I think there are a variety of things, one is my earlier point that not many people in business now have actually been through this process before. I think the second one is that the whole thrust of shareholder value and the, you know, the financial economic engineering that there is mitigates against that kind of risk taking for the long term.
I don’t want to get into a short termism kind of rant.
But there is a definite prejudice against taking those kind of long term risks.
And I think the third thing is as well that the media, the politicians are pretty bad at suggesting we’re ever going to get out of this, you know, they’re almost making a meal of the gloom.
And so even if you are a businessman who has an optimistic streak about your own business, it’s very difficult to be optimistic about the wider economy because every time you turn on the television or pick up a newspaper, you know, you get slapped in the face, I think it’s bad news.
There are times when you do have to react quickly clearly. Social media’s a difficult one.
I mean 99% of stuff on Twitter you could … has been dismissed as complete garbage. And so the entire range of vaguely interesting through to useful is sandwiched in that one percent at the top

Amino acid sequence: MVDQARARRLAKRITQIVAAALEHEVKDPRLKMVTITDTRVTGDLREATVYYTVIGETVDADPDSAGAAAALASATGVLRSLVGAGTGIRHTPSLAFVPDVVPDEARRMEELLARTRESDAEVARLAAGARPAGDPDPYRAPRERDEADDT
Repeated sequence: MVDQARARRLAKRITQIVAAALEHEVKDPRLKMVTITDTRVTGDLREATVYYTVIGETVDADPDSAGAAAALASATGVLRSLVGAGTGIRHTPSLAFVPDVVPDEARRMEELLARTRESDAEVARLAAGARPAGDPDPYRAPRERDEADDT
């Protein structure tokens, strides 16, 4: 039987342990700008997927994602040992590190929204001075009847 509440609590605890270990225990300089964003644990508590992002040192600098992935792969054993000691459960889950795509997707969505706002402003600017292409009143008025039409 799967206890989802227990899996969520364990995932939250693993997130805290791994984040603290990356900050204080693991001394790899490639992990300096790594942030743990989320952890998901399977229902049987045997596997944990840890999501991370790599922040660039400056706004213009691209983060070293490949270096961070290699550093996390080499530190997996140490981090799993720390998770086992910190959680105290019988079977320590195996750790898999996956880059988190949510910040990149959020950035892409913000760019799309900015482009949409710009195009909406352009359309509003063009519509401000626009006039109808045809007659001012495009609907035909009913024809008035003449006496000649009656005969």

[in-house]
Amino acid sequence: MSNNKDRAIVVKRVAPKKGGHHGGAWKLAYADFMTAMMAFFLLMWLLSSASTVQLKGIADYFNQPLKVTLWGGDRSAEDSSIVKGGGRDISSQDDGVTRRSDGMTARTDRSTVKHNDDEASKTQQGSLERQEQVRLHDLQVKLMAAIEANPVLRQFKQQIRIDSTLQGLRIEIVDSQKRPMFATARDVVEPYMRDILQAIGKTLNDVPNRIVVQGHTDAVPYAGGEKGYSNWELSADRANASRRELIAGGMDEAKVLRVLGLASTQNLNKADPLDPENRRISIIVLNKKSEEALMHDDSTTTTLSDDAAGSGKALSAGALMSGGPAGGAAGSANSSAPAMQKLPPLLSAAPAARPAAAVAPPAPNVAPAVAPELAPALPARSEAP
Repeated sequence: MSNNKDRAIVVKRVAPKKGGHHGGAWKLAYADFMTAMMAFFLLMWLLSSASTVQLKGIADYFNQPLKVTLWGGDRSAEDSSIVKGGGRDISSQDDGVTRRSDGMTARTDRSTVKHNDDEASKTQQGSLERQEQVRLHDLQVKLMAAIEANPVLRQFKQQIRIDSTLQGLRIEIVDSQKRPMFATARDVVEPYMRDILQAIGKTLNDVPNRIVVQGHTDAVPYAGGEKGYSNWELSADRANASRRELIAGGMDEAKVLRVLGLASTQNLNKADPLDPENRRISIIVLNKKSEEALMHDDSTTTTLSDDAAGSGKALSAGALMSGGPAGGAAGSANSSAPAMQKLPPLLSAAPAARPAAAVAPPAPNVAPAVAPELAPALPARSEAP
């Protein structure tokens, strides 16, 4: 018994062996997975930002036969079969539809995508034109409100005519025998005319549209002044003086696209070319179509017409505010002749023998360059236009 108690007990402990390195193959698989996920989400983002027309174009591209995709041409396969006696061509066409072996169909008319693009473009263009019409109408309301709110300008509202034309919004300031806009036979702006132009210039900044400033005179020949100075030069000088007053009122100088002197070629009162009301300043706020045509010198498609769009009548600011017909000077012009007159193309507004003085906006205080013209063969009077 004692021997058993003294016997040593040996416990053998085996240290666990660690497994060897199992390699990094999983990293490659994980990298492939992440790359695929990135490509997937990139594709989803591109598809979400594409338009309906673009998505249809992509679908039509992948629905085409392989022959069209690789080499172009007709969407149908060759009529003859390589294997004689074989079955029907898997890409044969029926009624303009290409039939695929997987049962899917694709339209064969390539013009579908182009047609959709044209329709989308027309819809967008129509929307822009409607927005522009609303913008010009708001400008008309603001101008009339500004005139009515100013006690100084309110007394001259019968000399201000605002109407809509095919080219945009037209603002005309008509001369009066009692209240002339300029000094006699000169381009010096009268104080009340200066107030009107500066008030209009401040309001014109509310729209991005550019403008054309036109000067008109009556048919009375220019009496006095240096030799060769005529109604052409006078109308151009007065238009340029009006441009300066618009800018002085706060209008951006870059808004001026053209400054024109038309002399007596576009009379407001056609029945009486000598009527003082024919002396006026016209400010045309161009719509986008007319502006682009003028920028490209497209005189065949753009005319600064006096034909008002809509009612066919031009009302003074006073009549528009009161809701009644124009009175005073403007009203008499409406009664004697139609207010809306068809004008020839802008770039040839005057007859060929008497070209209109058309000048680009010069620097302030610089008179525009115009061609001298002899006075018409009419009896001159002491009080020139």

Companies are mentioned, you know, companies used to be discussed in pubs all the time, and they didn’t know about it so they took no notice.
And most of the stuff on social media, I mean a million people will read it and a million people will forget it thereafter. So there’s a tiny amount of stuff, a tiny, tiny amount that actually will go viral and could damage a company. Now, how you spot that and know how to react to it, I’m afraid I don’t have the answer
But I think most of it could be ignored. And I despair of companies that spend their time endlessly monitoring social media in case something pops up. They ought to have something better to do with their lives, you know, get a life.
A key thing I put forward as an investment, I mean that history shows that the companies that do well in the upturn are those that manage to maintain their investment and their marketing and basically the fabric of the business intact so that when the upturn came they could take advantage of it.
Those that as it were waited until it was obvious missed the boat.
And yet if you look at the levels of investment, the levels of marketing and all these indicators in the UK economy, it’s clear that for the most part people are cutting back.
And so they’re not actually looking through the current difficult times so that when the good times do come an awful lot of them aren’t going to be ready and so they’ll miss the markets.